China Trade in June Beats Expectations
- Author: Rogelio Becker Jul 14, 2017,
Jul 14, 2017, 0:22
President Trump criticized Beijing for the purchases last week, saying China is not using its economic leverage to halt North Korea's nuclear weapons and missile program.
China suspended imports of North Korean coal in February, while imports of iron ore accord with relevant United Nations resolutions, he said.
China's Customs Administration announced Thursday that trade with the global pariah North grew 10.5 percent to $2.5 billion between January and June, with exports soaring to 29.1 percent during that period.
While Beijing is North Korea's longtime ally in the region, the state has voiced frustration with North Korean leader Kim Jong Un's aggressive behavior.
"Trade between China and North Korea grew nearly 40% in the first quarter".
A Chinese government official said Thursday that China-North Korea trade was worth $2.6 billion in the first half of 2017, up about 10% over the same period previous year.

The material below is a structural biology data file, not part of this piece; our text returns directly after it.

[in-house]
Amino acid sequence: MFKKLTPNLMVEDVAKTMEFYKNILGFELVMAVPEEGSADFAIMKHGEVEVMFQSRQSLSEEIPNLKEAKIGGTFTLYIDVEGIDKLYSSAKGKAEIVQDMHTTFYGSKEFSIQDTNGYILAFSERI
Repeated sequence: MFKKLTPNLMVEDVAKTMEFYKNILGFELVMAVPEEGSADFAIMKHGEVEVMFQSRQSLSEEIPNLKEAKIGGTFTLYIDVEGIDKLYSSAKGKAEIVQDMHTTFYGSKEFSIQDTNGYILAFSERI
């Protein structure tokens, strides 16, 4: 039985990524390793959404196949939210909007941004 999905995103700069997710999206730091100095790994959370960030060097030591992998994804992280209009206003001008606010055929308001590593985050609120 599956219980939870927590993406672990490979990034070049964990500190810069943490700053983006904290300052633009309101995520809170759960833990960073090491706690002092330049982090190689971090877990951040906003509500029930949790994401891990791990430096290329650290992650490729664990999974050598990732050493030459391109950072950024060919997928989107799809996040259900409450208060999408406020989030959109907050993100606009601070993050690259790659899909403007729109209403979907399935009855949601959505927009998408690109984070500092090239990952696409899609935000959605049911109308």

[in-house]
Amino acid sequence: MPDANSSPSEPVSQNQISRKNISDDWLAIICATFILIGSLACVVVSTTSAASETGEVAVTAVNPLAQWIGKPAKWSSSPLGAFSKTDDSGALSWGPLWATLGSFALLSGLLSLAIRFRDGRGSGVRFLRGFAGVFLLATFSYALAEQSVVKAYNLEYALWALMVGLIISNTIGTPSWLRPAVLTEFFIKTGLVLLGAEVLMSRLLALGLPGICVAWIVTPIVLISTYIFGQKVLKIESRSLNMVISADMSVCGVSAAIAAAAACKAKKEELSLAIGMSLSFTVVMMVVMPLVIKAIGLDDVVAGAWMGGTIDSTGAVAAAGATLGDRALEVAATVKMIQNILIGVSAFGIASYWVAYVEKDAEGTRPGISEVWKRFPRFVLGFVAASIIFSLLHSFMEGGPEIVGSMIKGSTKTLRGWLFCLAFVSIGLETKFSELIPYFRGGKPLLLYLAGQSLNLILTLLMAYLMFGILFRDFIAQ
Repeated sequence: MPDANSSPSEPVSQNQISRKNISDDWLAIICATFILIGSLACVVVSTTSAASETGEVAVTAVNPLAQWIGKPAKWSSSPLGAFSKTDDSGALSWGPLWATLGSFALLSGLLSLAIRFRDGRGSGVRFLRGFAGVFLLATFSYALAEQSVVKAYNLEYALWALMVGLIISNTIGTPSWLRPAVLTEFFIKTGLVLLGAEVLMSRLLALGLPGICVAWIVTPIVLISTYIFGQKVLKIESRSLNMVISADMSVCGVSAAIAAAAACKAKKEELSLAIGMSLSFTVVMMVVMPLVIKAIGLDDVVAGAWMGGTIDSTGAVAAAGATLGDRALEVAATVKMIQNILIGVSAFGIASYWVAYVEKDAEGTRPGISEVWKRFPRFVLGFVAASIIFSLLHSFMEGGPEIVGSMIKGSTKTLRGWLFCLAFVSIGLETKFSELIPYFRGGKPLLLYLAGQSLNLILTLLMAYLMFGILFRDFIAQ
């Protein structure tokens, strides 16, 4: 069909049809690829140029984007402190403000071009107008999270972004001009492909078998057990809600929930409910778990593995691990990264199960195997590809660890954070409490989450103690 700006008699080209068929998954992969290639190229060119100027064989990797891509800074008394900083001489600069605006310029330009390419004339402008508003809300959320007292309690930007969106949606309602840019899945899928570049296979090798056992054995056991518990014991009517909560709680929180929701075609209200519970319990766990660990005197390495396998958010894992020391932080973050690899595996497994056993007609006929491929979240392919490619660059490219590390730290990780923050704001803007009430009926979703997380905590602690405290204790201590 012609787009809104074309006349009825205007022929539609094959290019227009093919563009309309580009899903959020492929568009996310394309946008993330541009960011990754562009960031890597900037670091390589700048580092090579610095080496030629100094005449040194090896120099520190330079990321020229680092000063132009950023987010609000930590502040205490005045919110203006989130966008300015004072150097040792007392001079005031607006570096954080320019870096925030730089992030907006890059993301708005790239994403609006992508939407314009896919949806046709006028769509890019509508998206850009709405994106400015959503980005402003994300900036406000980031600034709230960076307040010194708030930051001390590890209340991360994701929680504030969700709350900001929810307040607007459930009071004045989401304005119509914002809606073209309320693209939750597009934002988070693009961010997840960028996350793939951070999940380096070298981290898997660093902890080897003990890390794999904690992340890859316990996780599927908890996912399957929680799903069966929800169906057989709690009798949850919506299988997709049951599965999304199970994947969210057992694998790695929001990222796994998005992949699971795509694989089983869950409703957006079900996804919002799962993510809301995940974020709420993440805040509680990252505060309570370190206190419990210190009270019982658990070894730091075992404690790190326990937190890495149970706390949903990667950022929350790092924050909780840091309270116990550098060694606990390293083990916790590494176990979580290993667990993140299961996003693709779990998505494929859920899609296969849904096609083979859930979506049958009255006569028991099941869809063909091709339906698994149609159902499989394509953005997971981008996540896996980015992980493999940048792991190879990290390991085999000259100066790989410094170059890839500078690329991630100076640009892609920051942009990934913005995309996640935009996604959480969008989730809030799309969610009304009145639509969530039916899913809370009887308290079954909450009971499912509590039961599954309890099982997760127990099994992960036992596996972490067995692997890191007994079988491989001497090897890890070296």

"Simple accumulated data can not be used as evidence to question China's severe attitude in carrying out UN Security Council resolutions", Huang told a press briefing.
"We hope all relevant sides can make sure that they are clear that Security Council sanctions imposed on North Korea are not comprehensive economic sanctions", Shuang said.
U.S. President Donald Trump said on July 5 that China hadn't done enough to pressure its neighbor, after Pyongyang successfully tested its first intercontinental ballistic missile.
Cui said bilateral trade declined in 2015 and 2016, and Chinese imports from North Korea dropped by 41 percent in April and 32 percent in May as a result of the coal import ban. "Trade related to the people livelihood in North Korea, especially if it embodies humanitarian principles, should not be affected by sanctions", said Huang at a separate news briefing.
"If Trump were to give up on Chinese support in terms of containing North Korea, then there's a risk of increased trade tensions between the USA and China, which could negatively impact China's overall export performance", said Julian Evans-Pritchard, China economist at Capital Economics.